A European Jinx? Not.

Four teams opened NHL season in Europe – four coaches are gone


Tom Renney’s season began at the Victoria Cup in Berne and ended on Monday. Photo: Getty Images/Bongarts

The firing of New York Rangers coach Tom Renney this past Monday is the final piece of a strange puzzle. All four teams that started the NHL season in Europe last October have now lost their coaches – Pittsburgh, Tampa Bay, Ottawa, and now the Rangers.

But far from being a sign of the difficulty of starting the year with the trip overseas, this is not only a weird coincidence – it is something that has happened only once before of the 15 teams that have played in Europe since 1992.

Indeed, the Montreal Canadiens played Chicago at Wembley Stadium during training camp of the 1992-93 season and went on to win the Stanley Cup. The next year, the Rangers and Toronto Maple Leafs held part of their training camp in England and played two exhibition games for the French’s Cup, yet the Rangers finished the season as Cup champs as well.

This NHL season has also featured two other coaching changes. Chicago fired head coach Denis Savard after just four games, and Carolina let go Peter Laviolette mid-season as well. Coaching changes are made because of poor team play and disappointing results, not from playing in Europe. And, no, there is no connection between the two, as previous records indicate.

Consider Michel Therrien in Pittsburgh. He took the Penguins to the Stanley Cup finals last year and was promptly signed to a three-year contract extension in the summer. But he was obsessed with defence with a lineup that has the top two scorers in the league, Sidney Crosby and Evgeni Malkin.

Imagine Glen Sather in the dressing room exhorting Wayne Gretzky to play more defensively! Therrien lost his job because (a) he didn’t know how to handle his greatest assets, Crosby and Malkin and (b) the team is currently out of a playoff spot.

The fact that Barry Melrose was fired in Tampa Bay cannot be considered surprising. From all reports the Lightning are a dysfunctional family. Consider also that Melrose was as in tune with coaching in 2008 as his mullet was with hairstyles. He last stood behind an NHL bench in 1995 and had been working in television pretty much ever since. The real surprise is that he was ever hired in the first place.

Craig Hartsburg’s short reign in Ottawa is also not a surprise. He brought six years of NHL coaching experience to the Senators when he was hired last fall, during which time his teams (Chicago and Anaheim) won a total of one playoff series. He later coached Canada to consecutive gold medals at the World U20 Championship, but the core of those teams was chosen and developed by his predecessor, Brent Sutter, who has gone on to be a perfectly successful head coach in New Jersey.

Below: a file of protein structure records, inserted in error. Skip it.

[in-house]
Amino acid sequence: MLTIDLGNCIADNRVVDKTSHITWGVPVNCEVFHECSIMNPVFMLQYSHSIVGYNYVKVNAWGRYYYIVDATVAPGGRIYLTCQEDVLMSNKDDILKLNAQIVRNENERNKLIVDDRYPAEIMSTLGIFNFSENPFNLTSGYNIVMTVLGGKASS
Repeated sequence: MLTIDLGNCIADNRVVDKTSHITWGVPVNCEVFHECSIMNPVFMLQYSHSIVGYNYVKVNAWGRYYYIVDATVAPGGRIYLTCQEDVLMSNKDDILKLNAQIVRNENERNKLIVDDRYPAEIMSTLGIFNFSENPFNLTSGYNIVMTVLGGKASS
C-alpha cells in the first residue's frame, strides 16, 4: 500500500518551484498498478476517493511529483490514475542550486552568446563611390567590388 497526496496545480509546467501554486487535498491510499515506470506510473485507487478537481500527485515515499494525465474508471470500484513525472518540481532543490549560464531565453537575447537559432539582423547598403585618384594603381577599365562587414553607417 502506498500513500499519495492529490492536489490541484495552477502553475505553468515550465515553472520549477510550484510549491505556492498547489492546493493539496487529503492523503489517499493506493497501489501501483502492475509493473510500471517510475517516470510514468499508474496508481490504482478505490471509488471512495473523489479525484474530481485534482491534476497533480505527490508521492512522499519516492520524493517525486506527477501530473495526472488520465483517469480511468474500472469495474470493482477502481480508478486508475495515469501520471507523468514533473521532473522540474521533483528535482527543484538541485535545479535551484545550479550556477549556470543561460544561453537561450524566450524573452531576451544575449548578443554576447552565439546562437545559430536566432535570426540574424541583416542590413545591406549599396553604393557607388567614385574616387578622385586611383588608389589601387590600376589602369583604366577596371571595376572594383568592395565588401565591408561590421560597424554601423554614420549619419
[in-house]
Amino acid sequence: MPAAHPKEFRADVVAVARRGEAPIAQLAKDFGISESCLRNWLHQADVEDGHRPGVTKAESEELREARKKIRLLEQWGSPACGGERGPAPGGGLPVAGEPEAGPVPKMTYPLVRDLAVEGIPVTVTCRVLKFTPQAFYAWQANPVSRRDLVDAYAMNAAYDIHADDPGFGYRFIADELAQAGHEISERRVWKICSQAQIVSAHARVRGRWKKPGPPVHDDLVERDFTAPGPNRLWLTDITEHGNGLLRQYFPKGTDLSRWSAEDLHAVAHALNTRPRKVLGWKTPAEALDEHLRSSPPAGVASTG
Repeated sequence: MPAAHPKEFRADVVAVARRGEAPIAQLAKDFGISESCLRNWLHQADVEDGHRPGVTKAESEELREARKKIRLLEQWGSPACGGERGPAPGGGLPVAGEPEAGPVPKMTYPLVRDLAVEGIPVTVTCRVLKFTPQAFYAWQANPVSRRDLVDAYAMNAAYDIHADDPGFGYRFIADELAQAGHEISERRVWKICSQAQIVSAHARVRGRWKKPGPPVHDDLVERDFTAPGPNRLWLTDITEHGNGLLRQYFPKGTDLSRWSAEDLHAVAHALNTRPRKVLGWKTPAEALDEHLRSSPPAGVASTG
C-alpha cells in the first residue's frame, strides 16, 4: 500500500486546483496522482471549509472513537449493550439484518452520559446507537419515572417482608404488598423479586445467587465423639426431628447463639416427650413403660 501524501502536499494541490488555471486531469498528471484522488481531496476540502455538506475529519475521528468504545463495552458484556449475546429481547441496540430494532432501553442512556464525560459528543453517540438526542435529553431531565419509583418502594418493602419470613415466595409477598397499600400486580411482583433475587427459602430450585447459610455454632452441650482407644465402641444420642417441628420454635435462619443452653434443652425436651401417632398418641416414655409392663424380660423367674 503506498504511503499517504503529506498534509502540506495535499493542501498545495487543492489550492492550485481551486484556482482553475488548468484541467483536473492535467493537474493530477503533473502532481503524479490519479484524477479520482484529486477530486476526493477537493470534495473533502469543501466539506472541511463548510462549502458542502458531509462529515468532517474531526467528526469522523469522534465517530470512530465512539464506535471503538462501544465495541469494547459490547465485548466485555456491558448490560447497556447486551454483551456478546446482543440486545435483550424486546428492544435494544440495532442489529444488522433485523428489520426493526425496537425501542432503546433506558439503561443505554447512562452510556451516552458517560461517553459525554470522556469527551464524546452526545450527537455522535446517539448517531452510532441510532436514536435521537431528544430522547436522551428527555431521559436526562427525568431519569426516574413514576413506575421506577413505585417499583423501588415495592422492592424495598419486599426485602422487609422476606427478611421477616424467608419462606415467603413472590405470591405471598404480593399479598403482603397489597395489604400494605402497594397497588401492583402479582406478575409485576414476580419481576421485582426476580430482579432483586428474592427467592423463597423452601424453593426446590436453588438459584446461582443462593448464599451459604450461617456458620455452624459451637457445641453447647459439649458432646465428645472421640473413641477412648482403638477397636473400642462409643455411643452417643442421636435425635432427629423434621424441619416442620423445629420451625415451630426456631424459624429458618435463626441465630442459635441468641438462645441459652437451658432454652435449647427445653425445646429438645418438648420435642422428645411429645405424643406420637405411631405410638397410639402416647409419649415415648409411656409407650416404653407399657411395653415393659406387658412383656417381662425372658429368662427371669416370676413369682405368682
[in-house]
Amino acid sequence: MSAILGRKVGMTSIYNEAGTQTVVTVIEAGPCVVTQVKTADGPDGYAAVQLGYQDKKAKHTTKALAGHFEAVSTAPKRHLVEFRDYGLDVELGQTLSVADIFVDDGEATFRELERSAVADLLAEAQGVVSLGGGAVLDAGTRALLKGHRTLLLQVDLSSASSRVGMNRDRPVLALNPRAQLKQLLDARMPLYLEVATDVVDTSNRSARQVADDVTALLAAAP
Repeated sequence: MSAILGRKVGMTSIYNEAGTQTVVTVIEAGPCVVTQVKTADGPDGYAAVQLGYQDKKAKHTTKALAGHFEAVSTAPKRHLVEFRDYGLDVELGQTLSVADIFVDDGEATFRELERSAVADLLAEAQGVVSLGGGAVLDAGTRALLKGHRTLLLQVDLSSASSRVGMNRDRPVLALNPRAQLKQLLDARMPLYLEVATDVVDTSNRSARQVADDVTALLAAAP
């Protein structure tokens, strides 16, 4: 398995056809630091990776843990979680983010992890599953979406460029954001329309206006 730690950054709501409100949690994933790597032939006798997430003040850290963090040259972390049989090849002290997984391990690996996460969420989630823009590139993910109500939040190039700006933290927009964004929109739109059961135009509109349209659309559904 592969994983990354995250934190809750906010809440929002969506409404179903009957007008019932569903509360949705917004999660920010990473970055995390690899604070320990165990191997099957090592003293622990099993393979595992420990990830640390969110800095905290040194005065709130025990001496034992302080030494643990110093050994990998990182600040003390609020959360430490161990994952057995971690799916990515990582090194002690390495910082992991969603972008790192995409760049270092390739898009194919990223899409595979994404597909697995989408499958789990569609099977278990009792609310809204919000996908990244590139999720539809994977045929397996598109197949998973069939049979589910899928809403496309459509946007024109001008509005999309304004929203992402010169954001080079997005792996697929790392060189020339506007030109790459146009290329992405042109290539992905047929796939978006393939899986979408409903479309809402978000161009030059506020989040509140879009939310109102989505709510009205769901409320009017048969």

In Renney’s case, it was a question of delivering big hopes early and then reality settling in. Renney had the Rangers in first place in mid-December before the house fell apart. With 151 goals scored, only Ottawa, Nashville and the Islanders have scored fewer goals so far this season. The team’s prime free-agent signings, Scott Gomez and Chris Drury, have 12 and 15 goals, respectively, hugely disappointing numbers, and free-agent defenceman Wade Redden has also been a disappointment. Indeed, the team doesn’t even have one 20-goal goal scorer and the top point getter is Nikolai Zherdev, who is 61st overall in the league.

If you want coincidences, here’s a great one. The only other time a coach was fired during a season that his team started the year outside North America was when Renney was fired by Vancouver during 1997-98 and replaced by Mike Keenan. The Canucks and Mighty Ducks had played in Japan to promote the first Olympics with full NHL participation (in Nagano).

Another unrelated coincidence? The last two coaches to be fired – Therrien and Renney – were both let go after losses to Toronto. Does that mean anything? Nope.

In 1998-99, Calgary and San Jose came to Europe and kept their coaches for the full season. In 2000-01 all of Nashville, Pittsburgh, and Vancouver played in Europe without losing a coach. The year after, Colorado played, and in 2003-04, the Leafs returned, to Sweden. In 2007-08, the league opened with a pair of games featuring Anaheim and Los Angeles at London’s new O2 Arena. Nothing. All coaches survived.

For 2009-10, the NHL has already announced that four teams will open the season in Europe again – Detroit and St. Louis, Florida and Chicago. The chances of all four of these coaches being fired during the upcoming season are nil to none. The current season is a coincidence, weird and wacky, to be sure, but one without significant meaning.




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